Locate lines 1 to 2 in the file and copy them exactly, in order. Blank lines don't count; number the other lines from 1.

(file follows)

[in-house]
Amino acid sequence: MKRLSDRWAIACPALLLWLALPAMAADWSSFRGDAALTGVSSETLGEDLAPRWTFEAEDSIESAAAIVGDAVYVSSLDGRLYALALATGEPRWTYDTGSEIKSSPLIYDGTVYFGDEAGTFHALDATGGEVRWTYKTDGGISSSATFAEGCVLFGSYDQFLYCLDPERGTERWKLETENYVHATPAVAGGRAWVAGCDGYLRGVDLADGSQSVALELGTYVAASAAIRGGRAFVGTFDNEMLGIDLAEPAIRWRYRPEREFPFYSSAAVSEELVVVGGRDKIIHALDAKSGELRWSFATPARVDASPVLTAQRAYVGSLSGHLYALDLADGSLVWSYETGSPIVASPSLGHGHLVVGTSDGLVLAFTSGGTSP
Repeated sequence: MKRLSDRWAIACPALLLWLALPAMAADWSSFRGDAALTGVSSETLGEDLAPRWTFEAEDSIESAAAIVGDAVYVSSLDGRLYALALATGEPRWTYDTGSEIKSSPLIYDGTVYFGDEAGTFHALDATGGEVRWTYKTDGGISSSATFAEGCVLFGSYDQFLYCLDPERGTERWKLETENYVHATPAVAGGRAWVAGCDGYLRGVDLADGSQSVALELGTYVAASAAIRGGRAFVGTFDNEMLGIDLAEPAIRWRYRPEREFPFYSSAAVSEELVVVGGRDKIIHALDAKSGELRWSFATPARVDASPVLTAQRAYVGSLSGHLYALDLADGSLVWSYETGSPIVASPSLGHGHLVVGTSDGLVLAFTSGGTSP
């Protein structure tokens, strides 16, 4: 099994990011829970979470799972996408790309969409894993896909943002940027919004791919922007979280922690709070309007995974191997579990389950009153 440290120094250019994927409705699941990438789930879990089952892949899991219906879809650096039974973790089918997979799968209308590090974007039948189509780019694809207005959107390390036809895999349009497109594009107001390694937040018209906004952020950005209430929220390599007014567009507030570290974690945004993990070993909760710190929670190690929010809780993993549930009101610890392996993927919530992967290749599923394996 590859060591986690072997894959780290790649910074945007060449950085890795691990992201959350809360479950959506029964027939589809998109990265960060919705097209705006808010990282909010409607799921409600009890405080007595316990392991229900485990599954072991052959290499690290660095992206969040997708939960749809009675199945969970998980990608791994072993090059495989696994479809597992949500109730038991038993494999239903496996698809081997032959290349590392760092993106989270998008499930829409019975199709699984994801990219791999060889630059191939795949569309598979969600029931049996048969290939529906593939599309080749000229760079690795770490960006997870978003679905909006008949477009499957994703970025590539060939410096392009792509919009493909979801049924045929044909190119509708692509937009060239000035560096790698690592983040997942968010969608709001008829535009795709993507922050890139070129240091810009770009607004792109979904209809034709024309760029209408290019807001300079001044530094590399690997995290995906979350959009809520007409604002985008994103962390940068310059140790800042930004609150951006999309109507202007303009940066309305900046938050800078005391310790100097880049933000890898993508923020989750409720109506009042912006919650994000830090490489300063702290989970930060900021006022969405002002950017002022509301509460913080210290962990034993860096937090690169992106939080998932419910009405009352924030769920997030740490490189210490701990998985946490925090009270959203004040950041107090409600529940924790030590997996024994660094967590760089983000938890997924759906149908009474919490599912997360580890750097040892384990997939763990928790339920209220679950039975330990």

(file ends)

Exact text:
[in-house]
Amino acid sequence: MKRLSDRWAIACPALLLWLALPAMAADWSSFRGDAALTGVSSETLGEDLAPRWTFEAEDSIESAAAIVGDAVYVSSLDGRLYALALATGEPRWTYDTGSEIKSSPLIYDGTVYFGDEAGTFHALDATGGEVRWTYKTDGGISSSATFAEGCVLFGSYDQFLYCLDPERGTERWKLETENYVHATPAVAGGRAWVAGCDGYLRGVDLADGSQSVALELGTYVAASAAIRGGRAFVGTFDNEMLGIDLAEPAIRWRYRPEREFPFYSSAAVSEELVVVGGRDKIIHALDAKSGELRWSFATPARVDASPVLTAQRAYVGSLSGHLYALDLADGSLVWSYETGSPIVASPSLGHGHLVVGTSDGLVLAFTSGGTSP